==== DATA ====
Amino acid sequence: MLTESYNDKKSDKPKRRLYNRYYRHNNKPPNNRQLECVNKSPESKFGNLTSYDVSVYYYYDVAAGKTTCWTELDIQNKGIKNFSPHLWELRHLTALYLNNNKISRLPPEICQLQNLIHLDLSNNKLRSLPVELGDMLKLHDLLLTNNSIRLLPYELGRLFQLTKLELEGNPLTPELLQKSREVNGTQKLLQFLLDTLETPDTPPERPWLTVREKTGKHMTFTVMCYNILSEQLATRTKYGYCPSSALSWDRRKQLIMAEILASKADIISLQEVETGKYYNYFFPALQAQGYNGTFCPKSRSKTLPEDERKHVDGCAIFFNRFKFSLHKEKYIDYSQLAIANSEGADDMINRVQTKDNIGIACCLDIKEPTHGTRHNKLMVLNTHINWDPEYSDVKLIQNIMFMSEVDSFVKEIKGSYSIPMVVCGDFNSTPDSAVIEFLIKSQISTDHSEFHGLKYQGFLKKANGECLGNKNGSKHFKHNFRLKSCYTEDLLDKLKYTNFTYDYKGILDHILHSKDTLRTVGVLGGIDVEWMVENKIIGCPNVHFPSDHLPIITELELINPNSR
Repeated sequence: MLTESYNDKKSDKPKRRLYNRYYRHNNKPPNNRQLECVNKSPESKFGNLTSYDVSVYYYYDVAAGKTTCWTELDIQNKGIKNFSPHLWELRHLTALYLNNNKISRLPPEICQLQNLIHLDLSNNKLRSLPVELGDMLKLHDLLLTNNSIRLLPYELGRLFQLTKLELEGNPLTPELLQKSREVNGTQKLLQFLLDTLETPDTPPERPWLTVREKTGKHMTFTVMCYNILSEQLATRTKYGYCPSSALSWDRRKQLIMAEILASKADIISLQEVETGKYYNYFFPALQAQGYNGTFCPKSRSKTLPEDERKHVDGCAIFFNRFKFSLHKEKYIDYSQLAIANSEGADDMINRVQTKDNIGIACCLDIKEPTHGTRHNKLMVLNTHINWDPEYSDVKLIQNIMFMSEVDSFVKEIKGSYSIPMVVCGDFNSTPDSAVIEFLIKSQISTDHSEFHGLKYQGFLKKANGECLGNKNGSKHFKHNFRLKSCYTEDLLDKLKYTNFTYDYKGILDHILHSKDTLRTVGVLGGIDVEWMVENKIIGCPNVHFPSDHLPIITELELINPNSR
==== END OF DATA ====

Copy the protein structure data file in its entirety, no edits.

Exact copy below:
Amino acid sequence: MLTESYNDKKSDKPKRRLYNRYYRHNNKPPNNRQLECVNKSPESKFGNLTSYDVSVYYYYDVAAGKTTCWTELDIQNKGIKNFSPHLWELRHLTALYLNNNKISRLPPEICQLQNLIHLDLSNNKLRSLPVELGDMLKLHDLLLTNNSIRLLPYELGRLFQLTKLELEGNPLTPELLQKSREVNGTQKLLQFLLDTLETPDTPPERPWLTVREKTGKHMTFTVMCYNILSEQLATRTKYGYCPSSALSWDRRKQLIMAEILASKADIISLQEVETGKYYNYFFPALQAQGYNGTFCPKSRSKTLPEDERKHVDGCAIFFNRFKFSLHKEKYIDYSQLAIANSEGADDMINRVQTKDNIGIACCLDIKEPTHGTRHNKLMVLNTHINWDPEYSDVKLIQNIMFMSEVDSFVKEIKGSYSIPMVVCGDFNSTPDSAVIEFLIKSQISTDHSEFHGLKYQGFLKKANGECLGNKNGSKHFKHNFRLKSCYTEDLLDKLKYTNFTYDYKGILDHILHSKDTLRTVGVLGGIDVEWMVENKIIGCPNVHFPSDHLPIITELELINPNSR
Repeated sequence: MLTESYNDKKSDKPKRRLYNRYYRHNNKPPNNRQLECVNKSPESKFGNLTSYDVSVYYYYDVAAGKTTCWTELDIQNKGIKNFSPHLWELRHLTALYLNNNKISRLPPEICQLQNLIHLDLSNNKLRSLPVELGDMLKLHDLLLTNNSIRLLPYELGRLFQLTKLELEGNPLTPELLQKSREVNGTQKLLQFLLDTLETPDTPPERPWLTVREKTGKHMTFTVMCYNILSEQLATRTKYGYCPSSALSWDRRKQLIMAEILASKADIISLQEVETGKYYNYFFPALQAQGYNGTFCPKSRSKTLPEDERKHVDGCAIFFNRFKFSLHKEKYIDYSQLAIANSEGADDMINRVQTKDNIGIACCLDIKEPTHGTRHNKLMVLNTHINWDPEYSDVKLIQNIMFMSEVDSFVKEIKGSYSIPMVVCGDFNSTPDSAVIEFLIKSQISTDHSEFHGLKYQGFLKKANGECLGNKNGSKHFKHNFRLKSCYTEDLLDKLKYTNFTYDYKGILDHILHSKDTLRTVGVLGGIDVEWMVENKIIGCPNVHFPSDHLPIITELELINPNSR